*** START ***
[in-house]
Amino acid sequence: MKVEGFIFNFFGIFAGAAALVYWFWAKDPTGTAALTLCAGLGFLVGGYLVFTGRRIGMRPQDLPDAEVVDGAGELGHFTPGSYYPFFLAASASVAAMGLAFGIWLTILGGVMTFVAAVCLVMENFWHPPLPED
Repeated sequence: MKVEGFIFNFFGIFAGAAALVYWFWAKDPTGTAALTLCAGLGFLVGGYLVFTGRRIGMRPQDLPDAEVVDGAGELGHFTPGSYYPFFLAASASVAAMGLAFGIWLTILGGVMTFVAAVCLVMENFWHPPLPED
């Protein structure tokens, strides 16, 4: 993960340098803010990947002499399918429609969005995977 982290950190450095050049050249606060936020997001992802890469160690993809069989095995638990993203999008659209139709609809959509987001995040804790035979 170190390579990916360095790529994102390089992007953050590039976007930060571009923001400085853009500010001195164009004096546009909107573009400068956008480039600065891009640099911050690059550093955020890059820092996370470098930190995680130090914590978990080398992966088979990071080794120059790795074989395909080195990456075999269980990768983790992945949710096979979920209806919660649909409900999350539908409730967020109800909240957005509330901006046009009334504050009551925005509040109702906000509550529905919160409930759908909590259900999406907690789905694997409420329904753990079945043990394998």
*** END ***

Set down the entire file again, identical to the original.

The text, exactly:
[in-house]
Amino acid sequence: MKVEGFIFNFFGIFAGAAALVYWFWAKDPTGTAALTLCAGLGFLVGGYLVFTGRRIGMRPQDLPDAEVVDGAGELGHFTPGSYYPFFLAASASVAAMGLAFGIWLTILGGVMTFVAAVCLVMENFWHPPLPED
Repeated sequence: MKVEGFIFNFFGIFAGAAALVYWFWAKDPTGTAALTLCAGLGFLVGGYLVFTGRRIGMRPQDLPDAEVVDGAGELGHFTPGSYYPFFLAASASVAAMGLAFGIWLTILGGVMTFVAAVCLVMENFWHPPLPED
């Protein structure tokens, strides 16, 4: 993960340098803010990947002499399918429609969005995977 982290950190450095050049050249606060936020997001992802890469160690993809069989095995638990993203999008659209139709609809959509987001995040804790035979 170190390579990916360095790529994102390089992007953050590039976007930060571009923001400085853009500010001195164009004096546009909107573009400068956008480039600065891009640099911050690059550093955020890059820092996370470098930190995680130090914590978990080398992966088979990071080794120059790795074989395909080195990456075999269980990768983790992945949710096979979920209806919660649909409900999350539908409730967020109800909240957005509330901006046009009334504050009551925005509040109702906000509550529905919160409930759908909590259900999406907690789905694997409420329904753990079945043990394998």